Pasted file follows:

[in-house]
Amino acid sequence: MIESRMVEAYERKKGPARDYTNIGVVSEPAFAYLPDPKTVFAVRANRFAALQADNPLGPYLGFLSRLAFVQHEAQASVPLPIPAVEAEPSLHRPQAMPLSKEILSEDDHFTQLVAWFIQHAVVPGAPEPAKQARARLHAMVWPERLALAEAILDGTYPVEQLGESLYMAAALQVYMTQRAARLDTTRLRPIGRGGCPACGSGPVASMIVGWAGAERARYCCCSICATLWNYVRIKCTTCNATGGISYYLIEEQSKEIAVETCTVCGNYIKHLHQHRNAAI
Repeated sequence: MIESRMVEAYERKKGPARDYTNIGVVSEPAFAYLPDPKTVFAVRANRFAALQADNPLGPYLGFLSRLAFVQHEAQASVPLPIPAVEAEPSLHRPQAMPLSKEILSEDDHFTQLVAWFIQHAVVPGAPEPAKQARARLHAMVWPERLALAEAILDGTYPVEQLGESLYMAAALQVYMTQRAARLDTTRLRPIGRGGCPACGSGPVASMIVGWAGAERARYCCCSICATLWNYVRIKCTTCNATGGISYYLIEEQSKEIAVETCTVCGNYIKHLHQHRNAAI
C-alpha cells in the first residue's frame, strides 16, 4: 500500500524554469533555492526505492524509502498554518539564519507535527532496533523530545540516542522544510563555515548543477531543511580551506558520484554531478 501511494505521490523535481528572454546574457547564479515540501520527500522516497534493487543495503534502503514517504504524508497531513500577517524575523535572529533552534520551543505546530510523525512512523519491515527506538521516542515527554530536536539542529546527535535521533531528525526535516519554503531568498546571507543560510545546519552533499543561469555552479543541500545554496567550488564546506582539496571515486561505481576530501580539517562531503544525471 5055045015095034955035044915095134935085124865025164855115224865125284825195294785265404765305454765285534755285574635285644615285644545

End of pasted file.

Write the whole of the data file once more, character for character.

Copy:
[in-house]
Amino acid sequence: MIESRMVEAYERKKGPARDYTNIGVVSEPAFAYLPDPKTVFAVRANRFAALQADNPLGPYLGFLSRLAFVQHEAQASVPLPIPAVEAEPSLHRPQAMPLSKEILSEDDHFTQLVAWFIQHAVVPGAPEPAKQARARLHAMVWPERLALAEAILDGTYPVEQLGESLYMAAALQVYMTQRAARLDTTRLRPIGRGGCPACGSGPVASMIVGWAGAERARYCCCSICATLWNYVRIKCTTCNATGGISYYLIEEQSKEIAVETCTVCGNYIKHLHQHRNAAI
Repeated sequence: MIESRMVEAYERKKGPARDYTNIGVVSEPAFAYLPDPKTVFAVRANRFAALQADNPLGPYLGFLSRLAFVQHEAQASVPLPIPAVEAEPSLHRPQAMPLSKEILSEDDHFTQLVAWFIQHAVVPGAPEPAKQARARLHAMVWPERLALAEAILDGTYPVEQLGESLYMAAALQVYMTQRAARLDTTRLRPIGRGGCPACGSGPVASMIVGWAGAERARYCCCSICATLWNYVRIKCTTCNATGGISYYLIEEQSKEIAVETCTVCGNYIKHLHQHRNAAI
C-alpha cells in the first residue's frame, strides 16, 4: 500500500524554469533555492526505492524509502498554518539564519507535527532496533523530545540516542522544510563555515548543477531543511580551506558520484554531478 501511494505521490523535481528572454546574457547564479515540501520527500522516497534493487543495503534502503514517504504524508497531513500577517524575523535572529533552534520551543505546530510523525512512523519491515527506538521516542515527554530536536539542529546527535535521533531528525526535516519554503531568498546571507543560510545546519552533499543561469555552479543541500545554496567550488564546506582539496571515486561505481576530501580539517562531503544525471 5055045015095034955035044915095134935085124865025164855115224865125284825195294785265404765305454765285534755285574635285644615285644545